On May 1 1964 two simple BASIC (Beginner’s All-purpose Symbolic Instruction Code) programs ran simultaneously on the Dartmouth time-sharing system (DTSS) -- marking the birth of the BASIC language, created by professors John Kemeny and Thomas Kurtz.
That is an important milestone, but the BASIC language was only a part of the invention of the notion of computer literacy and of computer literacy courses.
To put this in the context of the time, only professional programmers and operators used computers in 1964. Nearly all programming and computing was done using batch processing -- you typed a program into punch cards, added some control cards and data, and fed the card deck into a computer card reader or transferred it to magnetic tape to be fed into a large computer. You typically dropped your job off to be run by an operator and picked up the results -- printed, punched in cards or written on tape -- some time later.
|Card deck ready to submit for compiling and execution|
A steady stream of jobs insured that the computer was kept busy, but programmers wasted hours waiting to get their output.
But, by 1964 there were several experimental time-sharing systems where users sat at terminals and typed in programs and data and got answers immediately. The computer allocated a small slice of time to a terminal, then went to the next, and so forth.
While switching rapidly between users meant some wasted computer time, it meant programmers could get immediate results and they could write interactive programs.
Kemeny and Kurtz realized that this meant non-specialists would be able to program and use computers in the future and they decided to create a computer literacy course that would be taken by all students at Dartmouth, not just the engineers and scientists.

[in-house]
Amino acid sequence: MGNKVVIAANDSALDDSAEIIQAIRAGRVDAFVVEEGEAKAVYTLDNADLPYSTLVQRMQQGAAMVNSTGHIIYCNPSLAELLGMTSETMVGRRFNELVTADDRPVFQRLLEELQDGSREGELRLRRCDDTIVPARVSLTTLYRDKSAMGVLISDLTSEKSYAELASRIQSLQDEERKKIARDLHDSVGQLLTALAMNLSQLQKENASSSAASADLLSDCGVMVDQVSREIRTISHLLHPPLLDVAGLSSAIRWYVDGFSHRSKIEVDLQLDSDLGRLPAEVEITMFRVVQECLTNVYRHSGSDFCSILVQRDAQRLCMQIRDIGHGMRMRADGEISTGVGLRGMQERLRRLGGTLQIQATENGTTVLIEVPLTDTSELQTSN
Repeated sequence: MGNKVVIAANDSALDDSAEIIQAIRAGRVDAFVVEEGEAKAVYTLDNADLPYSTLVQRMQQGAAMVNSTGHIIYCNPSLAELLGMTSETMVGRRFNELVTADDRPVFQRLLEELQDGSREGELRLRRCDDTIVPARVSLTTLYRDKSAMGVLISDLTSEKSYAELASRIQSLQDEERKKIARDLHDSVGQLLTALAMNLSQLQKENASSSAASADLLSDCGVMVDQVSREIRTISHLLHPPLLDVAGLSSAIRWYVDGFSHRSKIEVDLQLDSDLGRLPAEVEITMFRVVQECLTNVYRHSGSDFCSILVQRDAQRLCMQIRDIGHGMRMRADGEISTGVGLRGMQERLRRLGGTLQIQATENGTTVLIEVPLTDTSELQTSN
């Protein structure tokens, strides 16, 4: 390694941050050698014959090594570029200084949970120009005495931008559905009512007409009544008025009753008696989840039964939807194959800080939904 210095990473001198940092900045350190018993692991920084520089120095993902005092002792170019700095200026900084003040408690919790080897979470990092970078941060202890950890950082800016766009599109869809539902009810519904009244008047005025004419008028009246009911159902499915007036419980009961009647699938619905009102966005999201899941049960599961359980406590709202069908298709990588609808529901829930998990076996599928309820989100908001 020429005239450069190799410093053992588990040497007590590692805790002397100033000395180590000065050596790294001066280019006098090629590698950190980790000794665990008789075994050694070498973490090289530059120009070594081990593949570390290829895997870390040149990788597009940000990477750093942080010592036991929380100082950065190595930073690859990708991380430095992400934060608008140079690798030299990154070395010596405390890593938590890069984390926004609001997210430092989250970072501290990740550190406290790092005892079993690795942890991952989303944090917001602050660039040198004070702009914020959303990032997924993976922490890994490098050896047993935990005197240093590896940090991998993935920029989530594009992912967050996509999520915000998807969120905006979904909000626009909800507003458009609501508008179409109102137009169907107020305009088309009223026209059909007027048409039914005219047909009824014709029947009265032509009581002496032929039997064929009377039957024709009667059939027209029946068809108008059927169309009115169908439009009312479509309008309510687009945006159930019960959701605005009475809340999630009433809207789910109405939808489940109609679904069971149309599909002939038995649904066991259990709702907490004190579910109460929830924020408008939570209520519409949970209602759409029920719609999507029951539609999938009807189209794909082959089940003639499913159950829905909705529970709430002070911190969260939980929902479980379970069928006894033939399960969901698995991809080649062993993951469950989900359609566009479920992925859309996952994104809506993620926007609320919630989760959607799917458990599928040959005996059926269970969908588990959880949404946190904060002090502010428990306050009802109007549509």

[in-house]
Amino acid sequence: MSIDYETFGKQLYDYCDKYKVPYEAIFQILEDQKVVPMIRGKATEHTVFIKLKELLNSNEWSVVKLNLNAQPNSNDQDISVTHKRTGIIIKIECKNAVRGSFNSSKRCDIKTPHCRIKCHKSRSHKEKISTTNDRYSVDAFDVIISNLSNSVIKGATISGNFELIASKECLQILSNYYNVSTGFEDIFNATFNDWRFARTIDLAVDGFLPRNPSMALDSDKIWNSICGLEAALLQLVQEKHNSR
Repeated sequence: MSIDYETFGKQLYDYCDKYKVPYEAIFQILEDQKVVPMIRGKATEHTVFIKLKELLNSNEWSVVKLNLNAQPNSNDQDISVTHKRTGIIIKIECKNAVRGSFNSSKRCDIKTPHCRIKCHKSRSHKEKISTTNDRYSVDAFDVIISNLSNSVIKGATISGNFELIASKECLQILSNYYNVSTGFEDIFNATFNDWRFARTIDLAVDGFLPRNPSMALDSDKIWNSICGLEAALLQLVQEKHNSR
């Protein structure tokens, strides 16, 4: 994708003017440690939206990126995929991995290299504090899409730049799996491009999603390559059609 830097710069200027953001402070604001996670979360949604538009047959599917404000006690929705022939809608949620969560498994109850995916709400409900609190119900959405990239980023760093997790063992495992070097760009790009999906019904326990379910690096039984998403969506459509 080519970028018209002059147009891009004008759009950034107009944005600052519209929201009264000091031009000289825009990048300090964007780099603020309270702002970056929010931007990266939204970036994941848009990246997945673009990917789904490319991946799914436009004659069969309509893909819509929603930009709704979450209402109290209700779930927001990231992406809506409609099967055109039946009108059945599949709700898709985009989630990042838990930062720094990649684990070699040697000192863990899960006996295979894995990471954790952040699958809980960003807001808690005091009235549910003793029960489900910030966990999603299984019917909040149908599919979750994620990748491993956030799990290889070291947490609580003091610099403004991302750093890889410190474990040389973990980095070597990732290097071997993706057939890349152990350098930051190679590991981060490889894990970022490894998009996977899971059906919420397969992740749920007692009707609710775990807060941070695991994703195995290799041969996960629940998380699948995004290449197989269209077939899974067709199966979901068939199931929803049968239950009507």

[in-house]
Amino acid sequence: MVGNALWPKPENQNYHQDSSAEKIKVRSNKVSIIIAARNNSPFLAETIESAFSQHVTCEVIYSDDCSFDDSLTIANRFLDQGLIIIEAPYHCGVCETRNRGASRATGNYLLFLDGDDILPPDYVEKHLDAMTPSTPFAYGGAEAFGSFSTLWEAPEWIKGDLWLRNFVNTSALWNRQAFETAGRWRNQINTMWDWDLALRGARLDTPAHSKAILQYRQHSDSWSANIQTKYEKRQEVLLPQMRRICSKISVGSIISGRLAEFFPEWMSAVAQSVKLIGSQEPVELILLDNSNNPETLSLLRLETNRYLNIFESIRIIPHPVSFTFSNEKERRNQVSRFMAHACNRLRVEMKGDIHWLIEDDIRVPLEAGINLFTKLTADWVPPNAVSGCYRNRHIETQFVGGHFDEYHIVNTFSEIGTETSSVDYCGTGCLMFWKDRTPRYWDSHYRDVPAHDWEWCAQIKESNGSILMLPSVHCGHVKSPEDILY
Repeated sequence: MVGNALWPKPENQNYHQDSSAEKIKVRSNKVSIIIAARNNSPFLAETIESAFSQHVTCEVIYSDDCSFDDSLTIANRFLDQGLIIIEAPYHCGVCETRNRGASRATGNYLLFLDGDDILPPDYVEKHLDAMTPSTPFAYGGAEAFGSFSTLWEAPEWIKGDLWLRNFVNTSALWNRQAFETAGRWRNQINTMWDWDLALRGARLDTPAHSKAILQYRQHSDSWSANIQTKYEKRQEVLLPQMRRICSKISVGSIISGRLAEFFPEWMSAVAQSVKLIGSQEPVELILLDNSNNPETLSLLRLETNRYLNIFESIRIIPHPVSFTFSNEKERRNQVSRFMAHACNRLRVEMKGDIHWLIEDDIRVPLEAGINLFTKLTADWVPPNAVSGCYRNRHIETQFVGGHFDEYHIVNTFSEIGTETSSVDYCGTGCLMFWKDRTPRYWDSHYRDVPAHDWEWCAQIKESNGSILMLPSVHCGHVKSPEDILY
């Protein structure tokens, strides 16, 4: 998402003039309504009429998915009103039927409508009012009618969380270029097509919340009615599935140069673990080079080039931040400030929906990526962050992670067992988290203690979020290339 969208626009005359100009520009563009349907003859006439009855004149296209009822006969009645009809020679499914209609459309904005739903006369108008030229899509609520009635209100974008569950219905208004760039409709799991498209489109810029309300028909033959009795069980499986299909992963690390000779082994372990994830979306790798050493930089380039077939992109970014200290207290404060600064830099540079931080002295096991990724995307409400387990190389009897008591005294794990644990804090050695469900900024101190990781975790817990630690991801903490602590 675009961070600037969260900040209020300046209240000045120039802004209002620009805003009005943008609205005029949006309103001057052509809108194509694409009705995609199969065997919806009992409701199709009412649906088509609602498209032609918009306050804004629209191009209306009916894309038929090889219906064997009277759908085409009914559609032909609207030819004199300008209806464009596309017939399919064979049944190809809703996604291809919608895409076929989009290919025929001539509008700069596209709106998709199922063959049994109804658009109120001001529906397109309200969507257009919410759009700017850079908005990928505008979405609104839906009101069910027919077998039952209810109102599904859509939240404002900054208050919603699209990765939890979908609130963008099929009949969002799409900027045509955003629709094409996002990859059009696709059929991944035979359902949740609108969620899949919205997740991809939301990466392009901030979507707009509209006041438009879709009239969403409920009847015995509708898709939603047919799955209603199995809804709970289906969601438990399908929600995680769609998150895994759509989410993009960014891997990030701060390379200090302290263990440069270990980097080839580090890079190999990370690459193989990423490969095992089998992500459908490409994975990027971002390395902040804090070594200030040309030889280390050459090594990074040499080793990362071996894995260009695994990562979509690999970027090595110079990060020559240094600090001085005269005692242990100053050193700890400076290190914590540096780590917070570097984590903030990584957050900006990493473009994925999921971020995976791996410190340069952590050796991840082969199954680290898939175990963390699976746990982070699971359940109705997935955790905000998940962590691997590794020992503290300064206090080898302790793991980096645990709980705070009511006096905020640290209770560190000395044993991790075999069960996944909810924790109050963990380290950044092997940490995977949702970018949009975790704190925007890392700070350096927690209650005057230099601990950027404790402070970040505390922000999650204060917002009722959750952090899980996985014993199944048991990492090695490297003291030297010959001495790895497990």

For that to happen, they needed a time-sharing system of their own and a simple, teaching-oriented language, so they built the DTSS and invented BASIC with funding from the National Science Foundation.
BASIC was not intended to be used in production -- it initially had only 15 statement types -- it was intended solely to teach algorithmic thinking and introduce the notion of a stored program.
Once DTSS and BASIC were running, they were able to offer the first computer literacy course with the goal of teaching the skills and concepts needed for success as a student and after graduation as a professional and citizen.
I teach a digital literacy course today -- the skills are different than they were in 1964 and many (though not all) of the concepts are new, but the goal remains unchanged.
For more on computer literacy, BASIC and DTSS, see:
- John G. kemeny and Thomas E. Kurtz, “The Dartmouth Time-Sharing Computing System,” Final Report to the NSF), June 1967.
- Kemeny, John G., and Kurtz, T. E., "Dartmouth Time Sharing, “Science, Vol 162, No 3850, October 11, 1968, pp 223-228.
- Historical site on the DTSS project
There is an "Easter egg" at 2m 18s of the above video -- a picture of Bill Gates and Paul Allen at a Teletype at Lakeside School. No doubt they were writing BASIC programs, although they would not have been running on DTSS.
The Dartmouth public computer room -- probably the first campus student lab:
John Kemeny worked on the Manhattan Project, was Einstein’s mathematics assistant as a student, and was Professor of mathematics and President of Dartmouth College.
Thomas Kurtz studied under John Tukey at Princeton, has been professor of math, computer science and Computer Information Systems and computer center director at Dartmouth.